In the years since the Woodruff lab first proposed its work, rapid progress has been made, providing proof of principle research. Now that the first mouse and monkey in vivo models demonstrate successful live births, and human models show success in vitro, it is time for a wider consideration of the very real issues that we face prior to initiating clinical trials in humans. Our first priority is to the families who will be facing the choice to pursue this option, and the educational efforts that will be aimed at them. It is imperative that this be a high priority, for there is a real concern on our part that the technology not be sensationalized into a polarizing public debate about the far future of the research. We believe that early limits and a careful consideration of appeals that would transgress that limit are in order. A thoughtful, wider community education and dialogue should focus on the use of this technology in circumstances where women face the destruction of fertility.
The literature on enhancement however, has demonstrated how difficult such a strategy can be, for what begins as a therapy can quietly be used in other situations, which may be less desperate, more socially constructed and thus seen as less reasonable. Yet descriptions of why this is the case have proven elusive. At issue will be the nature of our ability to set limits on technology in its first years, and how new technology creates meaning by redefining the possible trajectory of any woman’s life—raising issues for some about the nature of limits themselves. We understand that the idea of infertility and of generativity was long linked to fragility, survival after catastrophe, and the destruction of family. This technology touches on many of our most powerful tropes of antiquity and of modernity’s dark history. Our use of the metaphor of Joseph, which occurs in three Abrahamic faith traditions, suggests that we may have the social resources to address this with rational discourse.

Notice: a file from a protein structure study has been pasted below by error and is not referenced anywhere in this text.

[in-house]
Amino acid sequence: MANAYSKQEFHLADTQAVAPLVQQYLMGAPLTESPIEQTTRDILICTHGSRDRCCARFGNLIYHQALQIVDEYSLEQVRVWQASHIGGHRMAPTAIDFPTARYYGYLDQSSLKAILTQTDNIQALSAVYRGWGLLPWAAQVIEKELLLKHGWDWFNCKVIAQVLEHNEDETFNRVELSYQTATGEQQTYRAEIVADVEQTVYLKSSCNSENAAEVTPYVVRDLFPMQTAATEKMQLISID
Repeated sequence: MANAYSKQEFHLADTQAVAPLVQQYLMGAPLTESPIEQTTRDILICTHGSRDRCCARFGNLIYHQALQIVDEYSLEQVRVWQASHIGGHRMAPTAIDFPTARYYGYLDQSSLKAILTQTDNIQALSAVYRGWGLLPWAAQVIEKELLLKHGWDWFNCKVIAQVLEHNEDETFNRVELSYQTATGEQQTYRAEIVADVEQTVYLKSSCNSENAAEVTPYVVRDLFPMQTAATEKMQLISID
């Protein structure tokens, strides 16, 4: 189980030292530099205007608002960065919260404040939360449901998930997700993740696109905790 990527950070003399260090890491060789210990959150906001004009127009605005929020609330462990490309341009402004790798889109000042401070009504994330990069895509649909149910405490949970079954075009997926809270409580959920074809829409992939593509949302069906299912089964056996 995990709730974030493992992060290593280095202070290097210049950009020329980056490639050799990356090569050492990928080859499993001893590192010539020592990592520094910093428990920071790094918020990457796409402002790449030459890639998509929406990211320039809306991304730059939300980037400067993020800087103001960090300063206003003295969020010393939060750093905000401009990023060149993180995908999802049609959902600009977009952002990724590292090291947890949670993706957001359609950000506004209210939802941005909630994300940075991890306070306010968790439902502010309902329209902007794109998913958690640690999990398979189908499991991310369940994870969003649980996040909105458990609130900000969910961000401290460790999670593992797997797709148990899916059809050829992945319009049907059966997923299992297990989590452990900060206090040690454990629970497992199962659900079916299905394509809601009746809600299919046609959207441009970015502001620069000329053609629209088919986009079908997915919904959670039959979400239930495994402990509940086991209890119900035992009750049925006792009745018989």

Allowing ovarian tissue containing immature follicles to be harvested as part of a routine IVF process could ultimately mean that far fewer embryos would need to be created, since this new technology would preclude the need to immediately produce embryos for freezing in the hopes that one or two will be successfully gestated and delivered. The non-use of harvested eggs is so similar to the non-use of eggs that occurs every single month for all normally ovulating women that it would render that act far less vexing than the process of creation and destruction of embryos in the treatment of infertility (Doerflinger 2004; Callahan 2003)
Precisely because this research has the potential for such expansion and because of its anticipated high profile status in the coming years, it is important to reflect on these questions long before the technology is available in the clinic. This project could change the futures of young women who face cancer by restoring their capacity for childbearing, a goal that all could agree is a good one. These developments could also become the single biggest change since the birth control pill in how women construct their reproductive life choices. And it could shift a difficult debate in stem cell research toward resolution. There is much to be done, for basic research is indeed a “rough beast … waiting to be born” (in all the complexity of that allusion). This research draws from both the sources of our scripture and our dreams, the narratives of families, handmaidens, mandrakes, visions of survival against all odds. Yet it alerts us, by its very power, to the possibility of darkness, promises and perils indeed.2 We are suggesting an early articulation and expansion of these questions will allow our research in ethics to proceed simultaneously with, and not behind, the science as it emerges. It is our hope that this work will be understood as one more research direction that allows us to reconsider new human possibilities with thoughtfulness, compassion, and humility.
This work was supported by a grant to the Oncofertility Consortium, RLI HD058296.
1Jonathan B. Tucker and Raymond A. Zilinskas, “The Promise and Perils of Synthetic Biology,” The New Atlantis, Number 12, Spring 2006, pp. 25–45…. To give only one recent example.
“The darkness drops again; but now I know
That twenty centuries of stony sleep
Were vexed to nightmare by a rocking cradle,
And what rough beast, its hour come round at last,
Slouches towards Bethlehem to be born?
W.B. Yeats, The Second Coming (1920)
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Laurie Zoloth, Northwestern University, Center for Bioethics, Science and Society.
Leilah Backhus, University of Chicago Medical Center, Department of Obstetrics and Gynecology.
Teresa Woodruff, Northwestern University, Department of Obstetrics and Gynecology, Feinberg School of Medicine.